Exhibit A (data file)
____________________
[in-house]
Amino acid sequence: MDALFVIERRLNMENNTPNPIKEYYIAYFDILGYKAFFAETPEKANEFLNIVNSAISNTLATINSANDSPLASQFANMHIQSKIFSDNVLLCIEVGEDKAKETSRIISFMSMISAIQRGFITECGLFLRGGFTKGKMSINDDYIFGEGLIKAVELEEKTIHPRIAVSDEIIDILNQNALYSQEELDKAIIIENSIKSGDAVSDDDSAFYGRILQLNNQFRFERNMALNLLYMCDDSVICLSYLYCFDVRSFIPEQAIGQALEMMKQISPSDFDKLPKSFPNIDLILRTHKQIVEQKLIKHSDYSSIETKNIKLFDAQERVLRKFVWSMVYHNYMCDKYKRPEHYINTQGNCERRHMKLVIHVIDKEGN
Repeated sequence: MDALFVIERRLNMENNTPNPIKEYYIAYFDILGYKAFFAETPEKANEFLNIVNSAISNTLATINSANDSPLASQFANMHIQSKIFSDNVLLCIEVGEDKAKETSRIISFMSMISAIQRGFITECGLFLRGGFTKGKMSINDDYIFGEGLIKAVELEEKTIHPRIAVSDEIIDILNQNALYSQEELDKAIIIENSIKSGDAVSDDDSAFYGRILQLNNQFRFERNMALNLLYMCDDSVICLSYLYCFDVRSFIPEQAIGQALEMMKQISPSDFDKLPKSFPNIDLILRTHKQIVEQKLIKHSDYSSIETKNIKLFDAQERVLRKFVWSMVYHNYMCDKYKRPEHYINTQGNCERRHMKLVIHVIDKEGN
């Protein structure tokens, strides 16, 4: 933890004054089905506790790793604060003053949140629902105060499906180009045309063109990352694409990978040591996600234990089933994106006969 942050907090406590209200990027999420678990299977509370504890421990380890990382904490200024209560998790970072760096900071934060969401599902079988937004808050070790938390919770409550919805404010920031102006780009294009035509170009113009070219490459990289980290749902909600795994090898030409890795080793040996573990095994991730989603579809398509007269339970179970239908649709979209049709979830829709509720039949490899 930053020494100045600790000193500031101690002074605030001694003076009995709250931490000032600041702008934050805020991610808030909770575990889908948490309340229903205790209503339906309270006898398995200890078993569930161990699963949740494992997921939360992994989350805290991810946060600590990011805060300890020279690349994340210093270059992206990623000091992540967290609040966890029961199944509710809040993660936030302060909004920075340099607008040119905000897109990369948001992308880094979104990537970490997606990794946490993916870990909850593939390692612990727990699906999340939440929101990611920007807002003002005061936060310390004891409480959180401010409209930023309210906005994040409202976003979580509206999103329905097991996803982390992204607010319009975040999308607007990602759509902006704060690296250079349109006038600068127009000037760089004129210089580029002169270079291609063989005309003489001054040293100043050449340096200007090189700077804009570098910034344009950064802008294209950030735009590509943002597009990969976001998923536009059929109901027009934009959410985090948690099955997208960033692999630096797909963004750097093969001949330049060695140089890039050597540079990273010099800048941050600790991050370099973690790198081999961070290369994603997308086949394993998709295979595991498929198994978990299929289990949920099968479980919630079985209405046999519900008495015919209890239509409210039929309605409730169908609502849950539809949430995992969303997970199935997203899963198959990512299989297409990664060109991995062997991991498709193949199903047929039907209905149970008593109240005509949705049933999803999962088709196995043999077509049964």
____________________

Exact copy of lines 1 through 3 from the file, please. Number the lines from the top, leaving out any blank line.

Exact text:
[in-house]
Amino acid sequence: MDALFVIERRLNMENNTPNPIKEYYIAYFDILGYKAFFAETPEKANEFLNIVNSAISNTLATINSANDSPLASQFANMHIQSKIFSDNVLLCIEVGEDKAKETSRIISFMSMISAIQRGFITECGLFLRGGFTKGKMSINDDYIFGEGLIKAVELEEKTIHPRIAVSDEIIDILNQNALYSQEELDKAIIIENSIKSGDAVSDDDSAFYGRILQLNNQFRFERNMALNLLYMCDDSVICLSYLYCFDVRSFIPEQAIGQALEMMKQISPSDFDKLPKSFPNIDLILRTHKQIVEQKLIKHSDYSSIETKNIKLFDAQERVLRKFVWSMVYHNYMCDKYKRPEHYINTQGNCERRHMKLVIHVIDKEGN
Repeated sequence: MDALFVIERRLNMENNTPNPIKEYYIAYFDILGYKAFFAETPEKANEFLNIVNSAISNTLATINSANDSPLASQFANMHIQSKIFSDNVLLCIEVGEDKAKETSRIISFMSMISAIQRGFITECGLFLRGGFTKGKMSINDDYIFGEGLIKAVELEEKTIHPRIAVSDEIIDILNQNALYSQEELDKAIIIENSIKSGDAVSDDDSAFYGRILQLNNQFRFERNMALNLLYMCDDSVICLSYLYCFDVRSFIPEQAIGQALEMMKQISPSDFDKLPKSFPNIDLILRTHKQIVEQKLIKHSDYSSIETKNIKLFDAQERVLRKFVWSMVYHNYMCDKYKRPEHYINTQGNCERRHMKLVIHVIDKEGN